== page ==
Health service provision and the use of pressure-redistributing devices: mixed methods study of community dwelling individuals with pressure injuries
Jackson, D, Durrant, L, Bishop, E, Walthall, H, Betteridge, R, Gardner, S, Coulton, W, Hutchinson, M, Neville, S, Davison, PM & Usher, K 2017, 'Health service provision and the use of pressure-redistributing devices: mixed methods study of community dwelling individuals with pressure injuries', Contemporary Nurse, vol. 53, no. 3, pp. 378-389.
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Background: Health care within the home setting is a vital and growing component of pressure injury (PI) prevention and management.
Objectives: To describe the use of health services and pressure-redistributing devices in community dwelling patients with PI’s.
Design: Mixed-methods collective case study of a defined, diverse geographic postcode area in the United Kingdom.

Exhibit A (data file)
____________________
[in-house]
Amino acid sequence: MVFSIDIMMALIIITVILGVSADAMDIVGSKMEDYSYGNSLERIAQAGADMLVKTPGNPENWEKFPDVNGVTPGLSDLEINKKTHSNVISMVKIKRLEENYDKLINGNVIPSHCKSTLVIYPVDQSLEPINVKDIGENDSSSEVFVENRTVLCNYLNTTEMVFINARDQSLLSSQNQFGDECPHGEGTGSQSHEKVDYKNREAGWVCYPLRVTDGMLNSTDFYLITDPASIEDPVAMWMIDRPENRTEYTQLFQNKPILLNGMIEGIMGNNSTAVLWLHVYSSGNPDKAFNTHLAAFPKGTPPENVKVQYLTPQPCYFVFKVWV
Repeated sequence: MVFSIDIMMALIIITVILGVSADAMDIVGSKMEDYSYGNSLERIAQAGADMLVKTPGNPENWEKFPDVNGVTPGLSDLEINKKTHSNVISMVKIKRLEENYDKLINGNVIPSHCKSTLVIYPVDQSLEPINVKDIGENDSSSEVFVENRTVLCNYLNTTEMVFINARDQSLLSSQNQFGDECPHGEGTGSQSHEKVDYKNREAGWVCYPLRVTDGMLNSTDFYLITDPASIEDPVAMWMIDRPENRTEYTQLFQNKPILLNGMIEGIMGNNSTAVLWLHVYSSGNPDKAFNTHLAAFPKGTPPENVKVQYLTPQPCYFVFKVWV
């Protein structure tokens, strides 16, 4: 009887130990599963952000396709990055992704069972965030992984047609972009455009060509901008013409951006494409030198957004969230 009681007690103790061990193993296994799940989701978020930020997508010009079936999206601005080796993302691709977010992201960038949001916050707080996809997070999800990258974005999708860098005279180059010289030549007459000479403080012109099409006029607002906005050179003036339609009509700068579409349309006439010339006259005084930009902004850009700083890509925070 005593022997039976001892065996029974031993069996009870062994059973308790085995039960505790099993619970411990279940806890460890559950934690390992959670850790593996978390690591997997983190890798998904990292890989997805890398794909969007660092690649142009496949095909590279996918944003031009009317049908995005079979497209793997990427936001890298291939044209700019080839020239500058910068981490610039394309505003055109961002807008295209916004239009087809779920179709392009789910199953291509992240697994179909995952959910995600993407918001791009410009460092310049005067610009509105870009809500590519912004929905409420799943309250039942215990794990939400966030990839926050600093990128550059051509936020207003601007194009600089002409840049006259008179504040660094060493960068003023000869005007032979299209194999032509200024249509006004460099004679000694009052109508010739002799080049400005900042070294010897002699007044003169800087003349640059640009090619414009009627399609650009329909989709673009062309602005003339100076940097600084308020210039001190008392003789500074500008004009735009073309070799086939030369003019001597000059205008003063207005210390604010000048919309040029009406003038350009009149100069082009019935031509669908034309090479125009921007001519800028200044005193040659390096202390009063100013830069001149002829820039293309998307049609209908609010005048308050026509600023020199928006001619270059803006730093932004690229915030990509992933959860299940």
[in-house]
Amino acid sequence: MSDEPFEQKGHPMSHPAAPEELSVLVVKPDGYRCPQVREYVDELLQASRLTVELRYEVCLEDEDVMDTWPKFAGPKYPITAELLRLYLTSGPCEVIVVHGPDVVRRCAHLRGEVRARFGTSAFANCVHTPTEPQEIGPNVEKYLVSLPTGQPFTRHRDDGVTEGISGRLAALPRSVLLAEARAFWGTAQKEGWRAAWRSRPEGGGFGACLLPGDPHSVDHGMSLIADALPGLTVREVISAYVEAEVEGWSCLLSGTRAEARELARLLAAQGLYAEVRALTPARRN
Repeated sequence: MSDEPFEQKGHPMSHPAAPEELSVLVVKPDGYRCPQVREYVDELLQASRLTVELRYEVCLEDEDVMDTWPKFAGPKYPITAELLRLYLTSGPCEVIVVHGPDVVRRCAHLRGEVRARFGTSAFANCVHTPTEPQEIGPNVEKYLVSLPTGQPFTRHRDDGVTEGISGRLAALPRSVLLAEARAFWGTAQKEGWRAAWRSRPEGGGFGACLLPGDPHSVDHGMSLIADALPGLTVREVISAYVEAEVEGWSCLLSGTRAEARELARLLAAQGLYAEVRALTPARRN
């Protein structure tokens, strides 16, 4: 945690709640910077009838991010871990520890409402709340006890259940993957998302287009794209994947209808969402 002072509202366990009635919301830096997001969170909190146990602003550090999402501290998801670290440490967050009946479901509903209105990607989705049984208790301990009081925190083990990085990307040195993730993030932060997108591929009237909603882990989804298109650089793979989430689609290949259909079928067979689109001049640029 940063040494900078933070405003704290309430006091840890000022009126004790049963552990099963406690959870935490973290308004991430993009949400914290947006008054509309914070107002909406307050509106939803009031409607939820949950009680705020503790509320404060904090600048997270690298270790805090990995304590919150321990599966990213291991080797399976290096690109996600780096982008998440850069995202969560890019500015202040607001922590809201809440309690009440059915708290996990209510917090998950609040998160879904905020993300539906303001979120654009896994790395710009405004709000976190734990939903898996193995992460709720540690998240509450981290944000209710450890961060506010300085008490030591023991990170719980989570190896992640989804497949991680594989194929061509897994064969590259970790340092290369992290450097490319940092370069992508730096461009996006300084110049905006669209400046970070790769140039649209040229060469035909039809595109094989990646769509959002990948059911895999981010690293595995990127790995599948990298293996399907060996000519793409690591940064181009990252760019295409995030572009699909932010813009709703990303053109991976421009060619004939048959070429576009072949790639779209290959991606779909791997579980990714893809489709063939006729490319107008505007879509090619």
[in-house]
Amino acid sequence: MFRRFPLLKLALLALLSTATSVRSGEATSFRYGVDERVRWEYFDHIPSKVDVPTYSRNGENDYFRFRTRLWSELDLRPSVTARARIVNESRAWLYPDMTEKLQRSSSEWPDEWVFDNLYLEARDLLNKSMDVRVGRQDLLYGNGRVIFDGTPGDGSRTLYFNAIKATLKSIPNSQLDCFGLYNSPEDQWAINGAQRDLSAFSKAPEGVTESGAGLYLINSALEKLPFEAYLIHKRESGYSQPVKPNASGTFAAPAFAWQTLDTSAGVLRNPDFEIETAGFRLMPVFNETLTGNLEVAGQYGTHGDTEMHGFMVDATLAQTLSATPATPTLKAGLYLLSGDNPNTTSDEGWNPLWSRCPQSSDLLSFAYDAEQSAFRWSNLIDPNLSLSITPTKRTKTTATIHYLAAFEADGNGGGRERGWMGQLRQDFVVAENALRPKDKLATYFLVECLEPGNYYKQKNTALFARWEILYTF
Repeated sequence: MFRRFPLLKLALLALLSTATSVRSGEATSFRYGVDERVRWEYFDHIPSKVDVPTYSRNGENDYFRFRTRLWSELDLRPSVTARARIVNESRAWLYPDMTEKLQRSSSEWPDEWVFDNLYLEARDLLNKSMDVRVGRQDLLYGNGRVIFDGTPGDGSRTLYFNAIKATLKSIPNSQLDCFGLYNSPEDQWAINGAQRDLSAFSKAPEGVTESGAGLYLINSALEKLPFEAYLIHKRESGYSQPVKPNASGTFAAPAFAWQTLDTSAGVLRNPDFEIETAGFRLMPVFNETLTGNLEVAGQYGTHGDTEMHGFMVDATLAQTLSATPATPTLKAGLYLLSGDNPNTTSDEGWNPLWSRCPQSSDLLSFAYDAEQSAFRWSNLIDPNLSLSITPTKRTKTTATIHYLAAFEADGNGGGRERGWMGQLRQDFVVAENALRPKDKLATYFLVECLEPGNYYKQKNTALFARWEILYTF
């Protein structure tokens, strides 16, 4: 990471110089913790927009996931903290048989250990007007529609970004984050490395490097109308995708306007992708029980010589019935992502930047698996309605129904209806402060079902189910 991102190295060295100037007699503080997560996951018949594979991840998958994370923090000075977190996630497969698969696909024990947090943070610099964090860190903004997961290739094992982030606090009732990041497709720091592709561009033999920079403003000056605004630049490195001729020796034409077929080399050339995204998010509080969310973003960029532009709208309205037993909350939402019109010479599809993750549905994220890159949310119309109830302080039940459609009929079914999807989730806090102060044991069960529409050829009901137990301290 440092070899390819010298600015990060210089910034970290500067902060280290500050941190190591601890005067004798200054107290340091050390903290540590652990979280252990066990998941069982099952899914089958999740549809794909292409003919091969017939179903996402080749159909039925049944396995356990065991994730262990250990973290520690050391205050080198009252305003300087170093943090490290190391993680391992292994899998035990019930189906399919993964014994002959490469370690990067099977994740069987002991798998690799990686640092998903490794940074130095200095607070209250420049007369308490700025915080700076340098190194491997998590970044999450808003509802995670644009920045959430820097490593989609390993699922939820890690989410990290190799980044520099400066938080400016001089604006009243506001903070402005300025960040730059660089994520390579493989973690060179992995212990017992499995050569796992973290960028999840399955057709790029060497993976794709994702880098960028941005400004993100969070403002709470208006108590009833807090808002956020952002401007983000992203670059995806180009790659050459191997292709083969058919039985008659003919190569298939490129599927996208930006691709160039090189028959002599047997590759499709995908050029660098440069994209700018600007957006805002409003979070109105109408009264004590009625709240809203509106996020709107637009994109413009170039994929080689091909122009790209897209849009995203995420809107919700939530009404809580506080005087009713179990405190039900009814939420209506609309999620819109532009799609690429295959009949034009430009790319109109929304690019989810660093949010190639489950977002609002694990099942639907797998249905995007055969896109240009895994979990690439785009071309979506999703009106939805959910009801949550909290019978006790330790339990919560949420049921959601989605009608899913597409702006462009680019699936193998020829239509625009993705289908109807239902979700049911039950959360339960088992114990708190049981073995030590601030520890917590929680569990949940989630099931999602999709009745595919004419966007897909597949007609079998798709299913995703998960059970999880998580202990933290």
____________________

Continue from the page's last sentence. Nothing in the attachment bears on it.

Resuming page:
Methods: Quantitative retrospective analysis of electronic and paper medical records of adult PI patients from 2015 district nursing reports. Qualitative semi-structured interviews of community dwelling adult patients receiving, or received, treatment for PI in 2016.
Results: Mandatory reports (n = 103) revealed that 90 patients were supplied with a variety of pressure-redistributing devices but only one-third of patients used the equipment as recommended. Qualitative interviews (n = 12), reported to COREQ guidelines, revealed that patients felt reliant on community health services, and were concerned about the consistency of their care.
Conclusions: Authentic patient involvement is required to provide care and interventions that are acceptable to PI patients and can be incorporated into self-care strategies and effectively monitored.